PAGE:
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Palestinians in Israel ride rip current into violence

The Israeli-Arab sector has been dragged into a conflict of interests, with Joint List Knesset members backing the Islamic movement.
Sheikh Raed Salah, head of the Arabic Israeli Islamic Movement, speaks during a press conference at an east Jerusalem hotel, on March 10, 2008. The Arab Israeli Islamic Movement spoke about threats it says Israeli works in the Jerusalem Old City pose to the Al-Aqsa mosque compound. AFP PHOTO/AHMAD GHARABLI (Photo credit should read AHMAD GHARABLI/AFP/Getty Images)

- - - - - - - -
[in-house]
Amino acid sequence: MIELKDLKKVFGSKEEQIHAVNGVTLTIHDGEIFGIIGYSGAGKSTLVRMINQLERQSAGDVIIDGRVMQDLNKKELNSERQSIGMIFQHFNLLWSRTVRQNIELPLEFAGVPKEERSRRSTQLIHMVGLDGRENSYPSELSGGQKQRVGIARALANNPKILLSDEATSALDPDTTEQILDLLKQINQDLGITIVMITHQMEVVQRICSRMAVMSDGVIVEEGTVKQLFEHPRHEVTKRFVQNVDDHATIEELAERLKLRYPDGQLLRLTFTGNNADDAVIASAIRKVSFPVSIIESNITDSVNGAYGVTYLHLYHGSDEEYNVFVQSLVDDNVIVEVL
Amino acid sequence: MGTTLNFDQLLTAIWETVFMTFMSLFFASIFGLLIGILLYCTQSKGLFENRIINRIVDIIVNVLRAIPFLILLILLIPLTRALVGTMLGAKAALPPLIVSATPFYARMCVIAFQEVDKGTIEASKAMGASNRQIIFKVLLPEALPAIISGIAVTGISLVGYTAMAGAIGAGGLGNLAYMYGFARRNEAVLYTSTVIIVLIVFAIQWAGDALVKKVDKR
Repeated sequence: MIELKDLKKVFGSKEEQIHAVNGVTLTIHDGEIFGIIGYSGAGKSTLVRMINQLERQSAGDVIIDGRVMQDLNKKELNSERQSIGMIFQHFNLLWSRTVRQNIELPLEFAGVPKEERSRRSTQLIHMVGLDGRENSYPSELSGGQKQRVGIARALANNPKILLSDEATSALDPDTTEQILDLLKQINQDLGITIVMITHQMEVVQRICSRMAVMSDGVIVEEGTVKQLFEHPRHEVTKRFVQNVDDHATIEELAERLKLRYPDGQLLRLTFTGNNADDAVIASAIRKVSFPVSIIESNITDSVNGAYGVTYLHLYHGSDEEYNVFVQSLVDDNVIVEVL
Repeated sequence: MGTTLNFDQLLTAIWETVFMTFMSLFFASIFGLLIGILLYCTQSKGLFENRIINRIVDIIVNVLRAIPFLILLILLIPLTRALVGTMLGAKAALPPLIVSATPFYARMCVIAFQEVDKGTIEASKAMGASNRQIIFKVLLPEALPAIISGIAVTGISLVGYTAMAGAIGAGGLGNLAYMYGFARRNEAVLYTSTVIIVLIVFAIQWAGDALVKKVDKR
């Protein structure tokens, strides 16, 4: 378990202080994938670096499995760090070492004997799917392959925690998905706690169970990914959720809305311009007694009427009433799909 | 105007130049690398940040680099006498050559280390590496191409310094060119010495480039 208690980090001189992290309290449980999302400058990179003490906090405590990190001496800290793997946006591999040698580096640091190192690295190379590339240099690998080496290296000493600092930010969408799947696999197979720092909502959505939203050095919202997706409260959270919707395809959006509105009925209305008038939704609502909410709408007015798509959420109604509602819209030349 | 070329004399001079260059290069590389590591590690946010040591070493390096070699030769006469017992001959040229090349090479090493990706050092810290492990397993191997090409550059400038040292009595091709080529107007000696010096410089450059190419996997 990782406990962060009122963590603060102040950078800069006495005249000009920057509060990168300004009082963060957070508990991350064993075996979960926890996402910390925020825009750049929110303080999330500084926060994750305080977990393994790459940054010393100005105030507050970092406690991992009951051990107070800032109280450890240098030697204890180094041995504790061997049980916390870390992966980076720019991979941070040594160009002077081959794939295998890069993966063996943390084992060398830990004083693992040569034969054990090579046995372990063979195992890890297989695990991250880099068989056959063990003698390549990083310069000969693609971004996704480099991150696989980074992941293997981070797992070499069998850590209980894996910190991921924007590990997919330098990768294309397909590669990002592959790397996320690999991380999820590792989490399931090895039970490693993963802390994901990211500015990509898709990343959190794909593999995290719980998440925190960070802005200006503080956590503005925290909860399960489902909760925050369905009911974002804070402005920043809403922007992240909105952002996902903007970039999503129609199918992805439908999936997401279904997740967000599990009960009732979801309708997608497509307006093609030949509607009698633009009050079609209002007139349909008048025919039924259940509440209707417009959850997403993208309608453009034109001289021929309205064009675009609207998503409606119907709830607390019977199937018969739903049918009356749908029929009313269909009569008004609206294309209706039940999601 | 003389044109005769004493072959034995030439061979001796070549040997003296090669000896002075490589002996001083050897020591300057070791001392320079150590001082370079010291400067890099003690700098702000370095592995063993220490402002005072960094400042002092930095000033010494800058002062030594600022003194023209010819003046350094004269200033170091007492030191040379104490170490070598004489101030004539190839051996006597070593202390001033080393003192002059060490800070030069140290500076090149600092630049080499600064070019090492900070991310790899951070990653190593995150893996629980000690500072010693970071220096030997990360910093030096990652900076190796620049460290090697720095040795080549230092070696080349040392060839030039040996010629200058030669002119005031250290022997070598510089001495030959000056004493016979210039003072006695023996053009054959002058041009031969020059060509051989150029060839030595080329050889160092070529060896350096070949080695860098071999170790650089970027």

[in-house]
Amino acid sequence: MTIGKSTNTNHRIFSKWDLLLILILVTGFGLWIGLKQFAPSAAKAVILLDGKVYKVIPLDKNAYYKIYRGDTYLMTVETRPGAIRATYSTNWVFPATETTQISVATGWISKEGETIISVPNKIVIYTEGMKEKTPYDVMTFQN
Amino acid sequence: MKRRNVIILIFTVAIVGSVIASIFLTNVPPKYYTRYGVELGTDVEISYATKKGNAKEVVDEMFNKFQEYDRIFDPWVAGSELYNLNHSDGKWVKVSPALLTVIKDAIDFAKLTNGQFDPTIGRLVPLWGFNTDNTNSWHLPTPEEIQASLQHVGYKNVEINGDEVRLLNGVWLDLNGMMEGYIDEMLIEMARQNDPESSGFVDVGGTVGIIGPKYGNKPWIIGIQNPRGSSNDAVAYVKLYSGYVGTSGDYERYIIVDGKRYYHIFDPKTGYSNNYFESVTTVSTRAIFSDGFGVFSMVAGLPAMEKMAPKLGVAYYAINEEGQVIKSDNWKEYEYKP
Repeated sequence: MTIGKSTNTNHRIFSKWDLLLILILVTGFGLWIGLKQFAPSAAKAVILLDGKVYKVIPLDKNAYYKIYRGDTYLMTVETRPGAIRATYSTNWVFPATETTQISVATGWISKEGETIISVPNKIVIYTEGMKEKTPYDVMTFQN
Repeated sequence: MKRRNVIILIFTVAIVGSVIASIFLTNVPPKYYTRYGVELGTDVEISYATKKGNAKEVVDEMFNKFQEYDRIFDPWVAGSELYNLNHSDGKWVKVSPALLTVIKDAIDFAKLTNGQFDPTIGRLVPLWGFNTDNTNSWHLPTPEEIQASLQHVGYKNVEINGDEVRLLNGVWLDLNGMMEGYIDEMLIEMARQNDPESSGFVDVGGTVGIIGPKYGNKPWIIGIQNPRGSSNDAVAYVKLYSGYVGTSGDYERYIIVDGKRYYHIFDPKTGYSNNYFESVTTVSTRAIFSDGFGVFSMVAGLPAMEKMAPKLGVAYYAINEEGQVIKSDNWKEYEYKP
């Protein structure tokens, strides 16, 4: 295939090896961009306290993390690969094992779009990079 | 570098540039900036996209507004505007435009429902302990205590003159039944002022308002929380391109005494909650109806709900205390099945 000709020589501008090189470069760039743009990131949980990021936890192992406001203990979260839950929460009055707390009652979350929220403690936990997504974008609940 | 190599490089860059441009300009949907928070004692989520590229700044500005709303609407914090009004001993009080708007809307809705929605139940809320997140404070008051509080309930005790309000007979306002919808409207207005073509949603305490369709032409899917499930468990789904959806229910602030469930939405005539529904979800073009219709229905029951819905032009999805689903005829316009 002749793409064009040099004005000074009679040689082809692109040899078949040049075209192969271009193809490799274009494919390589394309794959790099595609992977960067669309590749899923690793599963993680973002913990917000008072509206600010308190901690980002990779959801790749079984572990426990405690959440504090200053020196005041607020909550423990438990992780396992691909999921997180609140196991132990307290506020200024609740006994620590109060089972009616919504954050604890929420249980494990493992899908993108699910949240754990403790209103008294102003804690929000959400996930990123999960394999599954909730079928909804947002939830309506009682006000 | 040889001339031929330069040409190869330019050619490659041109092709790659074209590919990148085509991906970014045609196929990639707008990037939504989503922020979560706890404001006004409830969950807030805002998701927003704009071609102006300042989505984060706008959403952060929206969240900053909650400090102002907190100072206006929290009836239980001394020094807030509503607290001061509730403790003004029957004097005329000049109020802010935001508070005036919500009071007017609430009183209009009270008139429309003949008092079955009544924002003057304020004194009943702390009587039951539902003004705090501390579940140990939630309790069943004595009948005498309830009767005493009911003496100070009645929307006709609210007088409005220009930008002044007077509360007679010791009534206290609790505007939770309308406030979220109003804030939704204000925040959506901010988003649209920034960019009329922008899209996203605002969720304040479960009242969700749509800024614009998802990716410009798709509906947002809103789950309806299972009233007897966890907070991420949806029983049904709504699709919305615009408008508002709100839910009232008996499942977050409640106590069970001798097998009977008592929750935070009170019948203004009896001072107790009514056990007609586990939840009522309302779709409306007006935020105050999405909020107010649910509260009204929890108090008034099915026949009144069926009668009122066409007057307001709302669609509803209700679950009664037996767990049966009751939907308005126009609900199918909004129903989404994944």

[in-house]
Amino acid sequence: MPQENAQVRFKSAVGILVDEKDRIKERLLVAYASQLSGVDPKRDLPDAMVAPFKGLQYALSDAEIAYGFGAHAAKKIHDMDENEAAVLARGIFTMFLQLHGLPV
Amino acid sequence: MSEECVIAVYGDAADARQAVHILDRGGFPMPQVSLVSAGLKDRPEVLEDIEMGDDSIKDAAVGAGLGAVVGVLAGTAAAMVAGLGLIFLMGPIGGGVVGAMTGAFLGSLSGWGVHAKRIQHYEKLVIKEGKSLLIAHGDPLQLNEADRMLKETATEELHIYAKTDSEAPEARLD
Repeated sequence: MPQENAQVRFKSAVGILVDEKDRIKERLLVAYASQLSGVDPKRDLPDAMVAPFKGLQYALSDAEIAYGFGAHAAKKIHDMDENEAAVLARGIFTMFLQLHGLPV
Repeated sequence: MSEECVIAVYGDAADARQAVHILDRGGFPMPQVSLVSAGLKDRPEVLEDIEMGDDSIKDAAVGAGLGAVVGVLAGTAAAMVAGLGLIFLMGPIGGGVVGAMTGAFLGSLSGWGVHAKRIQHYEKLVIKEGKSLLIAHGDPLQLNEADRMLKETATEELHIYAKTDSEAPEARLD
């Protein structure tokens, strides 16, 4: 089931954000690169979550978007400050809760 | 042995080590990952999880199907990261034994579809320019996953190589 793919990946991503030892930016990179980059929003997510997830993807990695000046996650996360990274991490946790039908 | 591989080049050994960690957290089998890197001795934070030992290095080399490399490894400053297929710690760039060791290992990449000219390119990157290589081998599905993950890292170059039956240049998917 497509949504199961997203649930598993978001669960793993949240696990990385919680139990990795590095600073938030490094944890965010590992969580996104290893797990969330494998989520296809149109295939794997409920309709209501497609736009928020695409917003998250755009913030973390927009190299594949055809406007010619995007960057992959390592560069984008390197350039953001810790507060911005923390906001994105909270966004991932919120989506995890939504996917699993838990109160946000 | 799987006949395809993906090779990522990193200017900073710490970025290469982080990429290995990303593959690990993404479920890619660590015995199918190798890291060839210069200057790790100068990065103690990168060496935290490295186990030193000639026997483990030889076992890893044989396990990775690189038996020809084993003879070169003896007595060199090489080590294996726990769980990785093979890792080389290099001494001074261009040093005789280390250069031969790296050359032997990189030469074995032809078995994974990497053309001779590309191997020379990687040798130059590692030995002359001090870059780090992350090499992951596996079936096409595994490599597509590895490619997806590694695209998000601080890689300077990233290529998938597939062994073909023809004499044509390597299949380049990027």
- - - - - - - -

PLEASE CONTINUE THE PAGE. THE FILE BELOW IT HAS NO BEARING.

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These are no easy days for the head of the predominantly Arab Joint List, Knesset member Ayman Odeh. It seems as if every step he takes and every statement he makes manages to infuriate some group of people or other.

It began on Oct. 11, when TV viewers were shocked to see the first ever live broadcast of the bitter dispute among Israeli Arabs over the wave of violence currently plaguing the country. As my colleague Ben Caspit wrote, Nazareth Mayor Ali Salam's attack on Odeh testifies to the split within the Arab community and the serious dilemma it faces.

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